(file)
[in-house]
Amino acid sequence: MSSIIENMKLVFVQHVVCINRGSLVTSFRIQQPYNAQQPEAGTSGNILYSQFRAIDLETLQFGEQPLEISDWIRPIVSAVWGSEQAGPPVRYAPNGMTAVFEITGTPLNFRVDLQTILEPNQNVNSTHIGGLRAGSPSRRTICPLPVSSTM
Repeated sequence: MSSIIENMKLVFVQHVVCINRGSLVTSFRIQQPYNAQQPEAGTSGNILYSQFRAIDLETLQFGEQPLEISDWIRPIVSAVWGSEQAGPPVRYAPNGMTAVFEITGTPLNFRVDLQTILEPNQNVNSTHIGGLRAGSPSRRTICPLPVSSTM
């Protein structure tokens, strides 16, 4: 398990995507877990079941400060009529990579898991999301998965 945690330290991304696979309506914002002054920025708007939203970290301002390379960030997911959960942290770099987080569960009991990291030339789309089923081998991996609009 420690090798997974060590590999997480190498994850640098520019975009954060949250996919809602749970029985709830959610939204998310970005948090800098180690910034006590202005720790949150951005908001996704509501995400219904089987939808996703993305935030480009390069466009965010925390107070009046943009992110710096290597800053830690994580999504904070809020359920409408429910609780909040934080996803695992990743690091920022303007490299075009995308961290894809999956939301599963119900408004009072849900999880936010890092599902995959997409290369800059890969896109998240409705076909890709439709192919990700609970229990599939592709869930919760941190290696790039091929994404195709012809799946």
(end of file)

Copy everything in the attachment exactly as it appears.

[in-house]
Amino acid sequence: MSSIIENMKLVFVQHVVCINRGSLVTSFRIQQPYNAQQPEAGTSGNILYSQFRAIDLETLQFGEQPLEISDWIRPIVSAVWGSEQAGPPVRYAPNGMTAVFEITGTPLNFRVDLQTILEPNQNVNSTHIGGLRAGSPSRRTICPLPVSSTM
Repeated sequence: MSSIIENMKLVFVQHVVCINRGSLVTSFRIQQPYNAQQPEAGTSGNILYSQFRAIDLETLQFGEQPLEISDWIRPIVSAVWGSEQAGPPVRYAPNGMTAVFEITGTPLNFRVDLQTILEPNQNVNSTHIGGLRAGSPSRRTICPLPVSSTM
């Protein structure tokens, strides 16, 4: 398990995507877990079941400060009529990579898991999301998965 945690330290991304696979309506914002002054920025708007939203970290301002390379960030997911959960942290770099987080569960009991990291030339789309089923081998991996609009 420690090798997974060590590999997480190498994850640098520019975009954060949250996919809602749970029985709830959610939204998310970005948090800098180690910034006590202005720790949150951005908001996704509501995400219904089987939808996703993305935030480009390069466009965010925390107070009046943009992110710096290597800053830690994580999504904070809020359920409408429910609780909040934080996803695992990743690091920022303007490299075009995308961290894809999956939301599963119900408004009072849900999880936010890092599902995959997409290369800059890969896109998240409705076909890709439709192919990700609970229990599939592709869930919760941190290696790039091929994404195709012809799946």